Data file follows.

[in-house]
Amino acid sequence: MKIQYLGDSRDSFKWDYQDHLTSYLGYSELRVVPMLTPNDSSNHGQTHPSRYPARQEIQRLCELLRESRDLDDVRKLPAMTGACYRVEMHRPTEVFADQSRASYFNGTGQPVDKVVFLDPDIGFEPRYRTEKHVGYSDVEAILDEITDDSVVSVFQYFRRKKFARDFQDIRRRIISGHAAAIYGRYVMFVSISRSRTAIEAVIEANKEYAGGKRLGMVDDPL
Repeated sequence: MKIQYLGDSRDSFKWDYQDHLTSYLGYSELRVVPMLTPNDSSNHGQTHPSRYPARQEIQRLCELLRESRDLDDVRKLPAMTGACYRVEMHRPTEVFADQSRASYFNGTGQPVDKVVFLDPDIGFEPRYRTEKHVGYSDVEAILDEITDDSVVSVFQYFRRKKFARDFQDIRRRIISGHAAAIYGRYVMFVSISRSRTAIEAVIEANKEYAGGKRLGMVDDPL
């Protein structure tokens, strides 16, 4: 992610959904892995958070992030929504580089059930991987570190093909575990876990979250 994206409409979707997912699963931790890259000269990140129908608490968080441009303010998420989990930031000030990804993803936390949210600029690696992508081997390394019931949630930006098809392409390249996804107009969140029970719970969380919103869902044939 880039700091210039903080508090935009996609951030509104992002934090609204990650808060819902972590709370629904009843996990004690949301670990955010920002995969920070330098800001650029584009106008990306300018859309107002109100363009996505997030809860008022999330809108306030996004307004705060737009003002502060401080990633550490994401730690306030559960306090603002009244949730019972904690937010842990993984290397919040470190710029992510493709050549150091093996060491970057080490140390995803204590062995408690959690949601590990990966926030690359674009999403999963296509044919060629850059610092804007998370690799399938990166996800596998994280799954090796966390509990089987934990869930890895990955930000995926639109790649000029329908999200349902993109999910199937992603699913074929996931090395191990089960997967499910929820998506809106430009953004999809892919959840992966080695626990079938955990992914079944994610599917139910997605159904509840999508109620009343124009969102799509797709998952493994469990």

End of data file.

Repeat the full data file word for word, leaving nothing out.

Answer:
[in-house]
Amino acid sequence: MKIQYLGDSRDSFKWDYQDHLTSYLGYSELRVVPMLTPNDSSNHGQTHPSRYPARQEIQRLCELLRESRDLDDVRKLPAMTGACYRVEMHRPTEVFADQSRASYFNGTGQPVDKVVFLDPDIGFEPRYRTEKHVGYSDVEAILDEITDDSVVSVFQYFRRKKFARDFQDIRRRIISGHAAAIYGRYVMFVSISRSRTAIEAVIEANKEYAGGKRLGMVDDPL
Repeated sequence: MKIQYLGDSRDSFKWDYQDHLTSYLGYSELRVVPMLTPNDSSNHGQTHPSRYPARQEIQRLCELLRESRDLDDVRKLPAMTGACYRVEMHRPTEVFADQSRASYFNGTGQPVDKVVFLDPDIGFEPRYRTEKHVGYSDVEAILDEITDDSVVSVFQYFRRKKFARDFQDIRRRIISGHAAAIYGRYVMFVSISRSRTAIEAVIEANKEYAGGKRLGMVDDPL
């Protein structure tokens, strides 16, 4: 992610959904892995958070992030929504580089059930991987570190093909575990876990979250 994206409409979707997912699963931790890259000269990140129908608490968080441009303010998420989990930031000030990804993803936390949210600029690696992508081997390394019931949630930006098809392409390249996804107009969140029970719970969380919103869902044939 880039700091210039903080508090935009996609951030509104992002934090609204990650808060819902972590709370629904009843996990004690949301670990955010920002995969920070330098800001650029584009106008990306300018859309107002109100363009996505997030809860008022999330809108306030996004307004705060737009003002502060401080990633550490994401730690306030559960306090603002009244949730019972904690937010842990993984290397919040470190710029992510493709050549150091093996060491970057080490140390995803204590062995408690959690949601590990990966926030690359674009999403999963296509044919060629850059610092804007998370690799399938990166996800596998994280799954090796966390509990089987934990869930890895990955930000995926639109790649000029329908999200349902993109999910199937992603699913074929996931090395191990089960997967499910929820998506809106430009953004999809892919959840992966080695626990079938955990992914079944994610599917139910997605159904509840999508109620009343124009969102799509797709998952493994469990």